Life lessons

The other day I popped out of the house for about five minutes to visit the neighbours, leaving Madeleine home alone.  I don’t know what it is about the Universe but every time I leave Madeleine home by herself somebody either comes to the door or calls on the phone.  If the kids are a home alone for any length of time the rules are Do Not Open The Front Door and Do Not Answer The Phone (or wait until the answering machine picks it up and if you know the caller than it’s OK to answer).

My kids are pretty smart, and pretty sensible.  But as studies have shown (heard of the Stanley Milgram experiment?) people – even grown adults – have a tendency to do things they are told to do by people they believe to have power or seniority over them.  And?  Kids don’t listen to their parents’ instructions.  Such a conundrum.

She answered the door to a Door-to-Door Salesman one time, and then opened the locked screen door so he could give her a brochure.

The other day, she answered the phone to a man who told her that her computer was under attack and she needed to shut it down immediately, then restart it, then go to a website and download a program.  Madeleine got to the part where she restarted the computer when I walked back in.  Distressed, she handed me the phone, I listened to his spiel (“your computer’s security is being compromised over and over a hundred times a day!…”) and then told him, not very politely, that he was full of it.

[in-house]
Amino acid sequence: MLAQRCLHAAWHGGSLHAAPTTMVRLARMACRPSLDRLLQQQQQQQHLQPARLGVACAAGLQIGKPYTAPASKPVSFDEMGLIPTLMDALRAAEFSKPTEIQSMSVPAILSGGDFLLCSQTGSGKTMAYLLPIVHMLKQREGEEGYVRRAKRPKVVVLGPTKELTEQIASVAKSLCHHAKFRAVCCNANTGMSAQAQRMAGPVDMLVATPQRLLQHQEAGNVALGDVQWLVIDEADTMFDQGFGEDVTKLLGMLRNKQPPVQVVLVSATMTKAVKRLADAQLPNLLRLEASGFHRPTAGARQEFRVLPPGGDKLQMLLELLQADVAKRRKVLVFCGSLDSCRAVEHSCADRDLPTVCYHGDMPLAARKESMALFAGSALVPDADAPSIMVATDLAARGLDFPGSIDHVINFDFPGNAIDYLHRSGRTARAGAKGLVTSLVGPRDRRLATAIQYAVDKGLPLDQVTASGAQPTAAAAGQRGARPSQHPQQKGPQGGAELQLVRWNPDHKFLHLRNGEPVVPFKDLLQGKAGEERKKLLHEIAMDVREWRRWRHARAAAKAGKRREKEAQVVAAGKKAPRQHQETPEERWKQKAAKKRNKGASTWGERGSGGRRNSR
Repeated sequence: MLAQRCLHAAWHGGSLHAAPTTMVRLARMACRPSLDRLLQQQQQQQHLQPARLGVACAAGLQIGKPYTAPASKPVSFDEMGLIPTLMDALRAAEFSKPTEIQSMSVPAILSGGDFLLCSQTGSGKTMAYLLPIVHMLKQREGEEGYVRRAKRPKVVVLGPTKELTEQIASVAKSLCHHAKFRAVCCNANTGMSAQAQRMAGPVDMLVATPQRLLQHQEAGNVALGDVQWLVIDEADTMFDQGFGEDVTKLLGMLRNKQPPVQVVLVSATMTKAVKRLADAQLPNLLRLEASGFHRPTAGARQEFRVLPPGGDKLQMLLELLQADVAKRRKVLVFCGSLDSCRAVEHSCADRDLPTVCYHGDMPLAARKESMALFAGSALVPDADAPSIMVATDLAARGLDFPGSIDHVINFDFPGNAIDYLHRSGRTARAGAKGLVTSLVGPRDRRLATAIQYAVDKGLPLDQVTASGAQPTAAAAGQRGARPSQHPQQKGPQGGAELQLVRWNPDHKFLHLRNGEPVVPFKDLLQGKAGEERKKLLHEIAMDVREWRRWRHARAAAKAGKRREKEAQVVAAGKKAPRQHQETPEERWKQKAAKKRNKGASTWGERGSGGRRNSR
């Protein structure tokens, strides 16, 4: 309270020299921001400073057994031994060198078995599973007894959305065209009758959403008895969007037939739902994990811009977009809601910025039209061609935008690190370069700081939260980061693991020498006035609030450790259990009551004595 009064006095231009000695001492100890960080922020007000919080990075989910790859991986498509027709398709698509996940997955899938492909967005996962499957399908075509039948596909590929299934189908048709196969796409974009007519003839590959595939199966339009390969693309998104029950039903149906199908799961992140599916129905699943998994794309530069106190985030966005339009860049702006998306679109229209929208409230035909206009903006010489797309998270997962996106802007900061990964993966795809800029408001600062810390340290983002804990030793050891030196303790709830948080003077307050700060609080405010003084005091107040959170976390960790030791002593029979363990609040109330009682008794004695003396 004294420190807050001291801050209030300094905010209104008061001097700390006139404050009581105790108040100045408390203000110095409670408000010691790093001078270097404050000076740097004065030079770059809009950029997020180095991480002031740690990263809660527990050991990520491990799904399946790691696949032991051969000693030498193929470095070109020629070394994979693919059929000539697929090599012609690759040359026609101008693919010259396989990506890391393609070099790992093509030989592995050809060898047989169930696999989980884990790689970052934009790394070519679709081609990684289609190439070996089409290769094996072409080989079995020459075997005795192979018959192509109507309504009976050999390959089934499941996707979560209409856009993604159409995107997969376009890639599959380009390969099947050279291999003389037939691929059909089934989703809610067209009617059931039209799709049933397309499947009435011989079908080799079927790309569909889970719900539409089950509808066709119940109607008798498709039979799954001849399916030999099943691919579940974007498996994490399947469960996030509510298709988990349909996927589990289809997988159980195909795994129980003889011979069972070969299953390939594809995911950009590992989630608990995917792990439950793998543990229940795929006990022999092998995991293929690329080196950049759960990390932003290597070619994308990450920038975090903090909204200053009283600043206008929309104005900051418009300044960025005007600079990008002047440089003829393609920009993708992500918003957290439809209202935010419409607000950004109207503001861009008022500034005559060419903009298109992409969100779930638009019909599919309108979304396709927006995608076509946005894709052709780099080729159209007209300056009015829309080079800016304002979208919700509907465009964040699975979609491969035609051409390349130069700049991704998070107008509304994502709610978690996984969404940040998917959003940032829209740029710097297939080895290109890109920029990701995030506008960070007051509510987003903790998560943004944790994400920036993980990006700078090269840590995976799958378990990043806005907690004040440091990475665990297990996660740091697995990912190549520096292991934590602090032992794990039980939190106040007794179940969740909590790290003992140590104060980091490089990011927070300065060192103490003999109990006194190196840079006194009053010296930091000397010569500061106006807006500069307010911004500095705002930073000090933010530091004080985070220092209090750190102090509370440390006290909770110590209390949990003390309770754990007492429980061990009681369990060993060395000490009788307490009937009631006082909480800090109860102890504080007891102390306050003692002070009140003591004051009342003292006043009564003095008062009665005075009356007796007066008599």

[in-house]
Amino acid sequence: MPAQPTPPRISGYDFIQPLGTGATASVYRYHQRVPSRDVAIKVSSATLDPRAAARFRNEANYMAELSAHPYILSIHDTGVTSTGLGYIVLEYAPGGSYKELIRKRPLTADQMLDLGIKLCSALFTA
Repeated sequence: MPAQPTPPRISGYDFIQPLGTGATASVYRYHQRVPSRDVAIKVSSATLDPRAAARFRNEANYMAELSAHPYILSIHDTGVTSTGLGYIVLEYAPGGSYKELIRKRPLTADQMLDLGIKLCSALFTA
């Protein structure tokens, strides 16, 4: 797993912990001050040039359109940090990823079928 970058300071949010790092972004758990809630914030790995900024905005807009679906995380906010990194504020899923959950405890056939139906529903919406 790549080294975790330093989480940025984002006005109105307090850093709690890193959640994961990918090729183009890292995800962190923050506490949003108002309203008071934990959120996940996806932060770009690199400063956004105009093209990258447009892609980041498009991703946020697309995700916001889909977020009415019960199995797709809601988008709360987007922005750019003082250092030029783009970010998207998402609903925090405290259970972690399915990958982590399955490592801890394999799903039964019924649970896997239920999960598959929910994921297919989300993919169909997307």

This is one of those fundamental Life Lessons I am trying to teach my kids.   I want them to answer “to exercise my judgement and bullshit meter every single day.”  When I look back on my first 40 years, I can see several examples where I took something at face value, only to discover that it wasn’t what I thought it was.  Sometimes I realised straight away, other times I realised too late.   Sometimes I opened the door when I shouldn’t have.

I want my kids to have the confidence to trust their instincts.  They went against their instincts and their better judgement in answering the door, and answering the telephone.  But they are kids, and they’re going to make mistakes like that.  They’ll make a few when they are grown-ups, too.  But the more confident they are in who they are and what they want, the more likely they will start to question things that don’t seem right.  Rather than just opening the door to the salesman, they might think “I don’t have to open the door to this person, I can tell him to come back later, or put the brochure in the letterbox.  I don’t have to open the door and let him in because this is my house and I can ask him to leave.”

The few times in my life where I have seen or heard something that doesn’t sit well with me – and I have recognised that it is happening, and I have stopped to consider my response before delivering it – I have come away feeling incredibly empowered.  There was that time when a younger, male, slightly-more-senior colleague bullied me in front of another colleague, whilst he had his feet up on the desk.  I saw him for what he was, I didn’t take offence, and I turned around and walked straight to his Manager’s office and reported the incident.  THAT was empowering.  I want my girls to know the feeling of standing up for yourself, of confronting somebody who is trying to pull the wool over your eyes, or even just stopping and pausing whilst questioning whether something feels right.  I want them to know that they are strong enough to do this.

Meanwhile, we’re getting a silent number.  I’m sick to the back teeth of all the marketing calls, and this one was particularly heinous.

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